Yes, unfortunately, the Celtic symbol for new beginnings is completely made up.
Although many online businesses that sell merchandise featuring this ‘symbol’ would like you to believe otherwise, this symbol doesn’t come from the Celts.
However, there are several Celtic symbols that can symbolise a new beginning/new start/ rebirth, as you’ll discover below.
Some quick information about the Celtic symbol for new beginnings
Before you scroll down to see the various Celtic new beginnings designs, take 10 seconds to read the two points below, first:
1. It’s a recent invention
The Celts created a very finite number of symbols, like the various Celtic Knots, however, many jewellers and tattoo artists have created designs that they imply are original ancient symbols.
2. There are better real symbols
Although the Celtic new beginnings symbol is made up, there are several actual symbols from the Celts that can be used to represent rebirth or change, as you’ll discover below.
The Celtic New Beginning Symbol: An Internet Invention
Despite the alarming number of websites out there that state otherwise, there is no such thing as a Celtic symbol for new beginnings; it is entirely fictitious.
Now, if you’ve just had this symbol tattooed on your neck, I’m sorry to be the one who has had to tell you this.
From what I’ve been able to find from digging around online, the Celtic symbol for new beginnings allegedly originated with an artist called ‘Zibu’. But it’s hard to confirm.
Celtic symbols for change and rebirth
So, while the ‘main’ Celtic symbol for new beginnings is a recent invention, there are several others that are suitable representations.
Below, you’ll find a number of strength symbols that can be used to show rebirth, progress and change.
1. Celtic Tree of Life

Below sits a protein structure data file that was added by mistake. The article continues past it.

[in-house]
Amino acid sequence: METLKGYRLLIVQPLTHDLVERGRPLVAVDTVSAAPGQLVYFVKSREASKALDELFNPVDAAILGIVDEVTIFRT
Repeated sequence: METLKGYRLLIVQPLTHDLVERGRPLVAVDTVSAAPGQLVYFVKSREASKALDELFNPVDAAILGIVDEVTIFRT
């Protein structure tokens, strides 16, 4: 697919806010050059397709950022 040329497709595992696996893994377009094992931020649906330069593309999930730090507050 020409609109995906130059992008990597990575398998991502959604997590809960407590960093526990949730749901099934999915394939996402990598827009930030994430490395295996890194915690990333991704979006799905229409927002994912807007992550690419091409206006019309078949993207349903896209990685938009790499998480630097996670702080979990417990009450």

The Celtic Tree of Life is one of the more popular Celtic new beginnings symbols.
Also known as ‘Crann Bethadh’, this symbol shows the ancient oak tree which was revered by the Celts.
Trees were a key part of Celtic communities and they represented the strength of shared roots and the cycle of life, death, and rebirth (see why in this guide).
2. The Trinity Knot
The Triquetra is another symbols that could be used to represent rebirth and progression. The Celts believed that everything important came in threes.
There are numerous theories about what the three sections of the Triquetra represent, but a popular theory is that they symbolise the past, present and future.
Others say they symbolise the the mind, body, and spirit. This is one of the more visually impressive Celtic symbols for new beginnings and has a number of variations.
3. The Dara Knot
It’s said that this knot is meant to show the complex root system of the ancient oak, which often lives for over 100 years.
These roots constantly grow and have the power to hold up the enormous weight of the tree. It’s one of several Celtic symbols for strength and can easily represent a new start.
FAQs about Celtic new beginnings symbols
We’ve had a lot of questions over the years asking about everything from the Glenveagh Castle Gardens to the tour.
In the section below, we’ve popped in the most FAQs that we’ve received. If you have a question that we haven’t tackled, ask away in the comments section below.
What is the Celtic symbol for new beginnings?
The ‘main’ Celtic symbol for new beginnings is made up, however, there are numerous symbols that can be used to represent change, rebirth and progression.
Is the Celtic symbol for rebirth made up?
Yes, the symbol that you see at the start of our guide is a recent invention. The likes of the Dara Knot and the Trinity Knot are more suitable options.
Keith O’Hara has lived in Ireland for 34 years and has spent most of the last 10 years creating what is now The Irish Road Trip guide. Over the years, the website has published thousands of meticulously researched Ireland travel guides, welcoming 30 million+ visitors along the way. In 2022, the Irish Road Trip team published the world’s largest collection of Irish Road Trip itineraries. Keith lives in Dublin with his dog Toby and finds writing in the 3rd person minus craic altogether.